That’s been the watchword of Donald Trump’s presidency — a roiling, sprawling circus of content and controversy that never slows down and never rests. Which is why it’s hard to say that things are ever, somehow, more chaotic. Because what’s more chaotic that utter chaos?
The answer to that question is the last five days. Because in those five days we have seen an avalanche of news, quotes and just general Trump-related content that even by the bananas standards of this administration seems like a whole new level.
Consider what we’ve seen just since Friday:
1. Two Trump rallies — one in Mississippi and one in Kentucky — filled with the now-familiar rhetorical excesses and outright lies that have become the President’s calling card
2. A federal appeals court rules against Trump on taxes — setting up a likely Supreme Court showdown
3. E. Jean Carroll, a columnist who alleged that Trump sexually assaulted her in the 1990s, filed a defamation suit against him
4. The Department of Justice threatened legal action against the publisher of the not-yet-released anonymous tell-all memoir of Trump in the White House
5. House Democrats began releasing transcripts of their closed-door interviews with key players in the Ukraine controversy
6. Roger Stone’s trial — into his alleged attempts to gain information about Russian hacking efforts — opened
7. Newly released documents from former special counsel Robert Mueller’s investigation made clear the Trump campaign was very focused on trying to find Hillary Clinton’s 33,000 deleted emails
And in that same time frame — Friday night at 5 p.m. through Tuesday at 10 a.m. Eastern — Trump had tweeted 68 times, in addition to dozens of other retweets. He also held three press availabilities — one each on Saturday, Sunday and Monday — as he traveled to and from New York City and then to Kentucky.
The rate of news and the sheer quantity of words spoken or tweeted by Trump since Friday night alone are staggering. Even for people — like me! — who are paid to follow this stuff, the last few days have been mentally exhausting. There’s just so much going on.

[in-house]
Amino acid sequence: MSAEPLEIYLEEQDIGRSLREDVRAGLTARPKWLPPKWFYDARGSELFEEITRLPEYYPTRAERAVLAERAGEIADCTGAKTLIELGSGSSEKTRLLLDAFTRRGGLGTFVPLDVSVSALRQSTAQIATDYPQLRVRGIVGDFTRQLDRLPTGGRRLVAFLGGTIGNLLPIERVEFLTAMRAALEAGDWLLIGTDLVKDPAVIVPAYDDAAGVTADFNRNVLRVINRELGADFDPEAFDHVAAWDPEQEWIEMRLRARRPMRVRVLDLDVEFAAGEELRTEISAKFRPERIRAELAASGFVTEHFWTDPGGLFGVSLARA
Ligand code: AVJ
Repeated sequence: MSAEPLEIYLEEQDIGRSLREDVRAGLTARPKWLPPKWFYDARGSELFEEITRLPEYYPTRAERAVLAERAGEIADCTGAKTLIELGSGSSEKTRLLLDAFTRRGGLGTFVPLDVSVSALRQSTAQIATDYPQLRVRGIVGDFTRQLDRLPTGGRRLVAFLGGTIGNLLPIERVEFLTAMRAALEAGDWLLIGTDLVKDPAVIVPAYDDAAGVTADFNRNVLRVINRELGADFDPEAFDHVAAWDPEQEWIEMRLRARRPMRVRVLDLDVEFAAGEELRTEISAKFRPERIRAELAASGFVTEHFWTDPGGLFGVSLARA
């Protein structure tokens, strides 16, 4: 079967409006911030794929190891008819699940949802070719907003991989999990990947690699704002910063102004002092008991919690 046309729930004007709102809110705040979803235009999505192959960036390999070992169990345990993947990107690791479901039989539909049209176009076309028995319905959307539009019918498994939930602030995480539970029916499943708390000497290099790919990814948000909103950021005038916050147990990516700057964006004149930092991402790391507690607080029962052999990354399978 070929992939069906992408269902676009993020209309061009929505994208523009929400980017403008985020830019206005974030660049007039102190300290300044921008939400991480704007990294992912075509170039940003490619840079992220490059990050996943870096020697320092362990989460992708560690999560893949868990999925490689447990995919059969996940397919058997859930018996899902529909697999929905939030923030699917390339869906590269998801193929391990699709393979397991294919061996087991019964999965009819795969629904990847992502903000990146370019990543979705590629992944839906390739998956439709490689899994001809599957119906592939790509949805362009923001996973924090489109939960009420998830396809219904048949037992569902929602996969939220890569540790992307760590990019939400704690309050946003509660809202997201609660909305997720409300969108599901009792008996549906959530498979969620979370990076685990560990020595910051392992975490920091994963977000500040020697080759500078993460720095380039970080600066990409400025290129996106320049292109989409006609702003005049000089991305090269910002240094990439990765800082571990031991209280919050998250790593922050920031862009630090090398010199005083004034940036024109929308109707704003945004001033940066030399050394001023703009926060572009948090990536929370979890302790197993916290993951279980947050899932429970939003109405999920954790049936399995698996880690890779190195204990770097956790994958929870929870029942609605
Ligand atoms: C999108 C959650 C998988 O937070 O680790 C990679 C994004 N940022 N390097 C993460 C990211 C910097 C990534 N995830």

At one level, the chaos is the point. Trump knows that the media (and people more generally) can only focus on so many things in a given hour, day or week and so the more he throws against the wall, the harder it will be for anyone to hone in on the stories — like impeachment — that are less favorable to him on a day-in, day-out basis. You can’t look in 10 places at once. (Trump doesn’t, of course, control when House Democrats release transcripts of their interviews or when federal courts rule on things like his tax returns.)
And the more people tune out and ascribe what they are seeing in Washington as just the “same old, same old,” the better for Trump. His behavior is actually deeply abnormal; the pox-on-both-houses mentality helps him immeasurably as it avoids casting his actions and words for what they are: Totally ahistoric.
From a fact-checking standpoint, Trump, again, benefits from the sheer volume of news — and the content he creates off of it. Reading through the transcripts of his campaign speeches in Mississippi Friday and Kentucky Monday, I was struck by how wildly Trump veered from both a) the truth and b) even the outer bounds of acceptable presidential behavior, which he has defined downward since he became a candidate for office.
But by Monday morning, Trump was actively cheering on the idea of outing the whistleblower while White House senior counselor Kellyanne Conway was offering up a new set of “alternative facts.” And the transcript of the interview with former Ukraine Ambassador Marie Yovanovitch was out. And the tax returns ruling happened.
Even for vast news organizations like CNN, it’s simply not possible to give all of these stories the full attention they deserve. And, if the news flood overwhelms huge, well-staffed national news entities, what must it feel like for the average news consumer? Drinking from a firehose doesn’t even come close.
Now consider this: We are still just under a year away from the November 2020 general election. And 90-ish days from the first votes of the 2020 Democratic primary process in Iowa. In short: If you think this is bad, just wait.
The real question going forward is not whether this news stream will let up (it won’t) but what the political — and psychological — impact of this unending chaos new cycle will be. Do voters tune it out? Do they dial in (even) more? And how does the eventual Democratic nominee deal with Trump’s constant content cavalcade?